“I will tell you Koch Industries is definitely responsible for the death of Danielle Smalley.” – Bill Caffey, Koch EVP
On August 24, 1996, teenagers Danielle Smalley and Jason Stone were burned alive by a butane leak from a Koch Industries pipeline.
The teens smelled the deadly butane vapor that was spreading through their community. Because their house had no working phone, they took off in a pick-up truck to dial 911 from a neighbor’s. En route, the truck stalled in a fog of the vapor.
Seconds later, when Danielle restarted the truck, the gas ignited in a “huge explosion and horrendous fireball,” a witness said.
The 570-mile-long pipeline transporting liquid butane from Oklahoma to Texas had corroded so badly that pipeline safety expert Edward Ziegler likened it to swiss cheese.
An investigation conducted by the National Transportation Safety Board found that Koch Industries never provided any of the 40-45 families living near the explosion site—including those of the killed teenagers—any safety protocols for an emergency.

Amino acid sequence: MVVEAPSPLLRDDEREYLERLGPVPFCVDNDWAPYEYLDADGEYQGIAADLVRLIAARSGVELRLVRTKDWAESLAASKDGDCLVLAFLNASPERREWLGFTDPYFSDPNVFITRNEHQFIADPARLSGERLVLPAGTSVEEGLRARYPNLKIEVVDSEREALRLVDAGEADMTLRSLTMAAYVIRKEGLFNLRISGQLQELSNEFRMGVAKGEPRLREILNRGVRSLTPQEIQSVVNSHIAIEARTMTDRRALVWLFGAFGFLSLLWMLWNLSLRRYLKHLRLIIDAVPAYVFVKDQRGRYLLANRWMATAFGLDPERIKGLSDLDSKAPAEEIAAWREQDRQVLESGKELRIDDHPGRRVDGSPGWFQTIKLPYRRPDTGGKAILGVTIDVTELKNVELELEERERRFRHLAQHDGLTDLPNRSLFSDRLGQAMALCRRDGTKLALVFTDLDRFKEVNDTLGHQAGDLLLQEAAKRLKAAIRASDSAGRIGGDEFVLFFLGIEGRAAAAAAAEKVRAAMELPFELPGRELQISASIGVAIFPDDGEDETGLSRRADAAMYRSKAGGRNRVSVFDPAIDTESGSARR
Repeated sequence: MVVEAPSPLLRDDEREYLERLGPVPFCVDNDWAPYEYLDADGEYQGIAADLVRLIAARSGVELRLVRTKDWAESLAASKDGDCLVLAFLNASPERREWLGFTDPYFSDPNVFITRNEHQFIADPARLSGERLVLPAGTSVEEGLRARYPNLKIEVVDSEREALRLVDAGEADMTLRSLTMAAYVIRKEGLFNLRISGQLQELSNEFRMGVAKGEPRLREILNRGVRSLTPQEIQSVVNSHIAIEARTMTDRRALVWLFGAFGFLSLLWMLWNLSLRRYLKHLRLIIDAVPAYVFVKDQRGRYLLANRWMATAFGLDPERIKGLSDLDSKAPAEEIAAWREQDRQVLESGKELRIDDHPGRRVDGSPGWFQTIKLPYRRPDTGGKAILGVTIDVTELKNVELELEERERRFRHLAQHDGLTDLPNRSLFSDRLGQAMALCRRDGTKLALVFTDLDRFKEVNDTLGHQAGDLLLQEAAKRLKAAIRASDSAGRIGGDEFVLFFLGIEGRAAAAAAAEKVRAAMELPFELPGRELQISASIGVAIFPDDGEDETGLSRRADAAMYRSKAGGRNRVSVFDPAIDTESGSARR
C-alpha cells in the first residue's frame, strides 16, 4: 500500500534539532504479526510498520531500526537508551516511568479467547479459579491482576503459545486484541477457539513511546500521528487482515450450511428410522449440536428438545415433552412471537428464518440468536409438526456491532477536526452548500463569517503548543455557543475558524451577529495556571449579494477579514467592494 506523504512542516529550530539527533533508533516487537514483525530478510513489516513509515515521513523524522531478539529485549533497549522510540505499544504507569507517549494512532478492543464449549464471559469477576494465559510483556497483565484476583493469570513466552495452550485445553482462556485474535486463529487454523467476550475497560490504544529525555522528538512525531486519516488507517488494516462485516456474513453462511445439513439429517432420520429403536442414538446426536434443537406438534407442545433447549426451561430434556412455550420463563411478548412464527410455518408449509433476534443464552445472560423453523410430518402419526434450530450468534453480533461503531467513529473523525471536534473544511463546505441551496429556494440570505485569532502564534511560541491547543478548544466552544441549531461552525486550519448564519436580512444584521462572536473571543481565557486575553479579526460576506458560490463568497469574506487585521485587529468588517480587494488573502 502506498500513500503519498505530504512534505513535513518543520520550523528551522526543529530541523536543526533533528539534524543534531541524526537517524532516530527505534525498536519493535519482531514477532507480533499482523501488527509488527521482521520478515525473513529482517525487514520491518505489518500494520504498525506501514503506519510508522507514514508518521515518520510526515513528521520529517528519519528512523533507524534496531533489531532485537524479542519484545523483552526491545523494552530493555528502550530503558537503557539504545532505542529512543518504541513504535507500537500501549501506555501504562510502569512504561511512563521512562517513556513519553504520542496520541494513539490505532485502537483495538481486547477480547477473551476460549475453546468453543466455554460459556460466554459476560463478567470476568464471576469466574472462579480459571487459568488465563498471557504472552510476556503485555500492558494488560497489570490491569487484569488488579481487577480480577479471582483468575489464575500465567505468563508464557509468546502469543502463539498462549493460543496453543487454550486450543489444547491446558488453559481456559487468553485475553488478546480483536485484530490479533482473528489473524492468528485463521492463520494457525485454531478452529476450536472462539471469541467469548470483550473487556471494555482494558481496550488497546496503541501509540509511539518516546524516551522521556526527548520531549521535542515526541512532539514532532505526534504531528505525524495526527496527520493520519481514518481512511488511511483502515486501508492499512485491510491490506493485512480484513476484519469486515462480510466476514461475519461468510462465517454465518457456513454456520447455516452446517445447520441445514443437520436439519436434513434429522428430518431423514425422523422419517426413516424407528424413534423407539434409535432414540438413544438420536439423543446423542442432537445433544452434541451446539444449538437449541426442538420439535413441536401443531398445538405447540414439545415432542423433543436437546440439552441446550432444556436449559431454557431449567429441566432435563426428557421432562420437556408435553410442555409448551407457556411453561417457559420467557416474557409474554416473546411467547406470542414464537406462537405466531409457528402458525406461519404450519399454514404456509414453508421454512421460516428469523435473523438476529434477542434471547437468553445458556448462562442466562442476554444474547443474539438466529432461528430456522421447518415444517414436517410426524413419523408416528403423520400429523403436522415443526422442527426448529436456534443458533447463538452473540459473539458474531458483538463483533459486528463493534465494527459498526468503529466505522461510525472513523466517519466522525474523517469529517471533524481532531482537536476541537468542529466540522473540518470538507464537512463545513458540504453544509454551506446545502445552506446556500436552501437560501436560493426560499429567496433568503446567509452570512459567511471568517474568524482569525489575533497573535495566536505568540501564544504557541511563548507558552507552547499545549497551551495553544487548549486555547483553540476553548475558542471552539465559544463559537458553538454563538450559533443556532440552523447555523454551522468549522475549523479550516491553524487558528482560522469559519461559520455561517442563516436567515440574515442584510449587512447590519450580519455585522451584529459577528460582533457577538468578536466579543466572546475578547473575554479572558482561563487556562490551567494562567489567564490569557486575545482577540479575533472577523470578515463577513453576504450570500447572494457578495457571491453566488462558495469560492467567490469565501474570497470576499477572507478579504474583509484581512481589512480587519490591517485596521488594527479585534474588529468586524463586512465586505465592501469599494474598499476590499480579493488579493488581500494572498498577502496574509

The Board concluded that Koch could have protected the pipeline from corrosion if it was properly managed and the necessary inspections were conducted.
The state jury found that Koch Industries acted with malice, at it had been aware of the extreme risks of using the faulty pipeline.
Danielle Smalley’s family used the settlement money to create a foundation in her name dedicated to pipeline safety and public education. While large oil companies like ExxonMobil, BP, and Kinder Morgan accept free services from the foundation, Koch refuses them.